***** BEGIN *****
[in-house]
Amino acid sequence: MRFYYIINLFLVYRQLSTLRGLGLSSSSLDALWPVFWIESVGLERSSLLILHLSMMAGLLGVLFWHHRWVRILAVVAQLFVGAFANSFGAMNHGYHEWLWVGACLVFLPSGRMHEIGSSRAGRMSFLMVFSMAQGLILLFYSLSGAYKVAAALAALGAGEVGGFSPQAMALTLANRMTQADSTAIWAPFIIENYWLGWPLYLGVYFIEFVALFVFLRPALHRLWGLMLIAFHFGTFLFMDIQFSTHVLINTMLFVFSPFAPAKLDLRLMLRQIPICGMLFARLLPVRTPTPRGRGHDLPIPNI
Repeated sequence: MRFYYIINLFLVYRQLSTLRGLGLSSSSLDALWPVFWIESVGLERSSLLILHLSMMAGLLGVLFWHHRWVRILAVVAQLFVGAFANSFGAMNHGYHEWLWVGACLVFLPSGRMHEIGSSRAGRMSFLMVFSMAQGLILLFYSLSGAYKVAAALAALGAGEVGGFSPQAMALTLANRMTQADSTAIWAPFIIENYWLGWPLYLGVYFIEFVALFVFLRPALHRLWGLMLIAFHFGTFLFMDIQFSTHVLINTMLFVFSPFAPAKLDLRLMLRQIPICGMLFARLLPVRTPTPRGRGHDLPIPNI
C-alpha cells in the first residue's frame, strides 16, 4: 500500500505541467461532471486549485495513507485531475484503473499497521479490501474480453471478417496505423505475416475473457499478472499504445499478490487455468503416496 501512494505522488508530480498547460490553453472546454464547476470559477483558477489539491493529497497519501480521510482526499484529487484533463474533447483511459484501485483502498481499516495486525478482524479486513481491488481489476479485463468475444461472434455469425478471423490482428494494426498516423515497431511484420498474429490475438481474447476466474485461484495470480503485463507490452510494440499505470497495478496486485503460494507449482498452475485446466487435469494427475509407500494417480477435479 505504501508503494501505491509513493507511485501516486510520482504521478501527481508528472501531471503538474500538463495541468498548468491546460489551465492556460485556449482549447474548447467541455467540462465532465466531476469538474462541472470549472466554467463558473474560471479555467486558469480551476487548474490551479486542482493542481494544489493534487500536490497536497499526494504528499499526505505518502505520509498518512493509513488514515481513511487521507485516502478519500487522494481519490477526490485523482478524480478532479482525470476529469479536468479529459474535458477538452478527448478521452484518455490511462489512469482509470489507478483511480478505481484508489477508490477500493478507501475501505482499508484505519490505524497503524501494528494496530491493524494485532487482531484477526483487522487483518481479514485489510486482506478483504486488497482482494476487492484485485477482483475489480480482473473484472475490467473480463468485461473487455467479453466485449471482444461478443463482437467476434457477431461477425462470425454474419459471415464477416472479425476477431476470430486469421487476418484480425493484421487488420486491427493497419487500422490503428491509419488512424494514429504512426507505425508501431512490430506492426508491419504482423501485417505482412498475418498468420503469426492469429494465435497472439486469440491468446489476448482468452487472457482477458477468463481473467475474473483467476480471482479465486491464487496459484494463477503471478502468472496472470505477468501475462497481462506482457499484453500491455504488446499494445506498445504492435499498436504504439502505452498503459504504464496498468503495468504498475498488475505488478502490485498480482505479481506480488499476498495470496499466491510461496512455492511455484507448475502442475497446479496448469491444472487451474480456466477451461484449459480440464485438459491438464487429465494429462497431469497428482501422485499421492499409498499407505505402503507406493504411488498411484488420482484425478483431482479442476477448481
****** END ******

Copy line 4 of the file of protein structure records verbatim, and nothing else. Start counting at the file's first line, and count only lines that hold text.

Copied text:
C-alpha cells in the first residue's frame, strides 16, 4: 500500500505541467461532471486549485495513507485531475484503473499497521479490501474480453471478417496505423505475416475473457499478472499504445499478490487455468503416496 501512494505522488508530480498547460490553453472546454464547476470559477483558477489539491493529497497519501480521510482526499484529487484533463474533447483511459484501485483502498481499516495486525478482524479486513481491488481489476479485463468475444461472434455469425478471423490482428494494426498516423515497431511484420498474429490475438481474447476466474485461484495470480503485463507490452510494440499505470497495478496486485503460494507449482498452475485446466487435469494427475509407500494417480477435479 505504501508503494501505491509513493507511485501516486510520482504521478501527481508528472501531471503538474500538463495541468498548468491546460489551465492556460485556449482549447474548447467541455467540462465532465466531476469538474462541472470549472466554467463558473474560471479555467486558469480551476487548474490551479486542482493542481494544489493534487500536490497536497499526494504528499499526505505518502505520509498518512493509513488514515481513511487521507485516502478519500487522494481519490477526490485523482478524480478532479482525470476529469479536468479529459474535458477538452478527448478521452484518455490511462489512469482509470489507478483511480478505481484508489477508490477500493478507501475501505482499508484505519490505524497503524501494528494496530491493524494485532487482531484477526483487522487483518481479514485489510486482506478483504486488497482482494476487492484485485477482483475489480480482473473484472475490467473480463468485461473487455467479453466485449471482444461478443463482437467476434457477431461477425462470425454474419459471415464477416472479425476477431476470430486469421487476418484480425493484421487488420486491427493497419487500422490503428491509419488512424494514429504512426507505425508501431512490430506492426508491419504482423501485417505482412498475418498468420503469426492469429494465435497472439486469440491468446489476448482468452487472457482477458477468463481473467475474473483467476480471482479465486491464487496459484494463477503471478502468472496472470505477468501475462497481462506482457499484453500491455504488446499494445506498445504492435499498436504504439502505452498503459504504464496498468503495468504498475498488475505488478502490485498480482505479481506480488499476498495470496499466491510461496512455492511455484507448475502442475497446479496448469491444472487451474480456466477451461484449459480440464485438459491438464487429465494429462497431469497428482501422485499421492499409498499407505505402503507406493504411488498411484488420482484425478483431482479442476477448481